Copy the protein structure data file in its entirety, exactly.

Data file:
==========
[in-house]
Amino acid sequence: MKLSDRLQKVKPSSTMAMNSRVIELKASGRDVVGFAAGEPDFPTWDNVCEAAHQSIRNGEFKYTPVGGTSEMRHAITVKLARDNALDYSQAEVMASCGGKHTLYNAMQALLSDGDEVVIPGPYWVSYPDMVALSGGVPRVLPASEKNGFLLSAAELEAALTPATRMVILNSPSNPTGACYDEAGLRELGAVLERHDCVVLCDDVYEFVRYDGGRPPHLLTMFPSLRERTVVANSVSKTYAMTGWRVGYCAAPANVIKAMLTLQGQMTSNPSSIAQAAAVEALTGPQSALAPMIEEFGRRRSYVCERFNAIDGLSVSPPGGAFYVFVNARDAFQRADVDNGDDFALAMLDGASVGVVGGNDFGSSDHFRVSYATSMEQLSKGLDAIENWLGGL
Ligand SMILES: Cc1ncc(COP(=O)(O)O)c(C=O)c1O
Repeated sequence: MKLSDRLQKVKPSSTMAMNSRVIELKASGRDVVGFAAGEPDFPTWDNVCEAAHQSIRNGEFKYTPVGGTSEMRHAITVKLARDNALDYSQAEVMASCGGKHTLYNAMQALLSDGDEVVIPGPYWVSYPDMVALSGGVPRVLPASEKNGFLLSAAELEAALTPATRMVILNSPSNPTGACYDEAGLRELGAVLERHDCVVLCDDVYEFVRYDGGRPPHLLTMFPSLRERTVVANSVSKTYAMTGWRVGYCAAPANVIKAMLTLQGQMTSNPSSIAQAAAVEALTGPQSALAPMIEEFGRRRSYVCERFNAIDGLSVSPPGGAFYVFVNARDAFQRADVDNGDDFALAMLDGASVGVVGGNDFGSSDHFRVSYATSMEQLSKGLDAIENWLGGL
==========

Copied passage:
[in-house]
Amino acid sequence: MKLSDRLQKVKPSSTMAMNSRVIELKASGRDVVGFAAGEPDFPTWDNVCEAAHQSIRNGEFKYTPVGGTSEMRHAITVKLARDNALDYSQAEVMASCGGKHTLYNAMQALLSDGDEVVIPGPYWVSYPDMVALSGGVPRVLPASEKNGFLLSAAELEAALTPATRMVILNSPSNPTGACYDEAGLRELGAVLERHDCVVLCDDVYEFVRYDGGRPPHLLTMFPSLRERTVVANSVSKTYAMTGWRVGYCAAPANVIKAMLTLQGQMTSNPSSIAQAAAVEALTGPQSALAPMIEEFGRRRSYVCERFNAIDGLSVSPPGGAFYVFVNARDAFQRADVDNGDDFALAMLDGASVGVVGGNDFGSSDHFRVSYATSMEQLSKGLDAIENWLGGL
Ligand SMILES: Cc1ncc(COP(=O)(O)O)c(C=O)c1O
Repeated sequence: MKLSDRLQKVKPSSTMAMNSRVIELKASGRDVVGFAAGEPDFPTWDNVCEAAHQSIRNGEFKYTPVGGTSEMRHAITVKLARDNALDYSQAEVMASCGGKHTLYNAMQALLSDGDEVVIPGPYWVSYPDMVALSGGVPRVLPASEKNGFLLSAAELEAALTPATRMVILNSPSNPTGACYDEAGLRELGAVLERHDCVVLCDDVYEFVRYDGGRPPHLLTMFPSLRERTVVANSVSKTYAMTGWRVGYCAAPANVIKAMLTLQGQMTSNPSSIAQAAAVEALTGPQSALAPMIEEFGRRRSYVCERFNAIDGLSVSPPGGAFYVFVNARDAFQRADVDNGDDFALAMLDGASVGVVGGNDFGSSDHFRVSYATSMEQLSKGLDAIENWLGGL